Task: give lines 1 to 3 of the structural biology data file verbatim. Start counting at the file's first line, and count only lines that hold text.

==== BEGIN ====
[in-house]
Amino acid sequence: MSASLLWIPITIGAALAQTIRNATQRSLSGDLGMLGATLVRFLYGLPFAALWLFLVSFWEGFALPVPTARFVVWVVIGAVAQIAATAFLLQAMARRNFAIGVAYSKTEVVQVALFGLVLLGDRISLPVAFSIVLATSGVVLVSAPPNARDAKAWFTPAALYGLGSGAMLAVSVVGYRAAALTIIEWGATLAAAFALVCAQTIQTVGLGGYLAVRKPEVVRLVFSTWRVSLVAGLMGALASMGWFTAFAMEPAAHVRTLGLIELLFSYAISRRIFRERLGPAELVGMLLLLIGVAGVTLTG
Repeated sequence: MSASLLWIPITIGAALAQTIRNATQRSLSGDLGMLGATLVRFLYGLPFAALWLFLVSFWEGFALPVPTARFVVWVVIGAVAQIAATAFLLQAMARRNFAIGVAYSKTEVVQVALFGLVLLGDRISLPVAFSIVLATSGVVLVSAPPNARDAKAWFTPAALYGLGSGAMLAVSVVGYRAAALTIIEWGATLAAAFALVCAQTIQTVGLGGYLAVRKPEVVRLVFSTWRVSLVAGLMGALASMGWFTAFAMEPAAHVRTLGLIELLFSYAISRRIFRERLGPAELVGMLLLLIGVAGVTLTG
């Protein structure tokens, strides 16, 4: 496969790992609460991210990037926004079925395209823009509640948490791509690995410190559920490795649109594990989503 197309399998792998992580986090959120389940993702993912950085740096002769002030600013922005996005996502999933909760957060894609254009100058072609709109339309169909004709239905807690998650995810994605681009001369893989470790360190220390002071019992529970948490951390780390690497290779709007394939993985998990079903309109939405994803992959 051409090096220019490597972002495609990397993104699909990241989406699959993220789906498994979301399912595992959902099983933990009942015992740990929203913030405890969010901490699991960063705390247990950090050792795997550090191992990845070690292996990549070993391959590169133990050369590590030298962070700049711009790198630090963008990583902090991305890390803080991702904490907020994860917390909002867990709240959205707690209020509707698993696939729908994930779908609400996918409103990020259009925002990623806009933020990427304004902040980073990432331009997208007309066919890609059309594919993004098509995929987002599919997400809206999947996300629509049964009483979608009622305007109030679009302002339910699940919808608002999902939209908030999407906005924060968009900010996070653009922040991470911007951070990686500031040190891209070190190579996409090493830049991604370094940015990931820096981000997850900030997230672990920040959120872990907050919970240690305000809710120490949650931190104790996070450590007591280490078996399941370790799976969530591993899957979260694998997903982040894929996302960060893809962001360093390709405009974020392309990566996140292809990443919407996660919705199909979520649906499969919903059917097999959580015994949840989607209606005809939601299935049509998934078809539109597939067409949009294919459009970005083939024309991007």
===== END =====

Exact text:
[in-house]
Amino acid sequence: MSASLLWIPITIGAALAQTIRNATQRSLSGDLGMLGATLVRFLYGLPFAALWLFLVSFWEGFALPVPTARFVVWVVIGAVAQIAATAFLLQAMARRNFAIGVAYSKTEVVQVALFGLVLLGDRISLPVAFSIVLATSGVVLVSAPPNARDAKAWFTPAALYGLGSGAMLAVSVVGYRAAALTIIEWGATLAAAFALVCAQTIQTVGLGGYLAVRKPEVVRLVFSTWRVSLVAGLMGALASMGWFTAFAMEPAAHVRTLGLIELLFSYAISRRIFRERLGPAELVGMLLLLIGVAGVTLTG
Repeated sequence: MSASLLWIPITIGAALAQTIRNATQRSLSGDLGMLGATLVRFLYGLPFAALWLFLVSFWEGFALPVPTARFVVWVVIGAVAQIAATAFLLQAMARRNFAIGVAYSKTEVVQVALFGLVLLGDRISLPVAFSIVLATSGVVLVSAPPNARDAKAWFTPAALYGLGSGAMLAVSVVGYRAAALTIIEWGATLAAAFALVCAQTIQTVGLGGYLAVRKPEVVRLVFSTWRVSLVAGLMGALASMGWFTAFAMEPAAHVRTLGLIELLFSYAISRRIFRERLGPAELVGMLLLLIGVAGVTLTG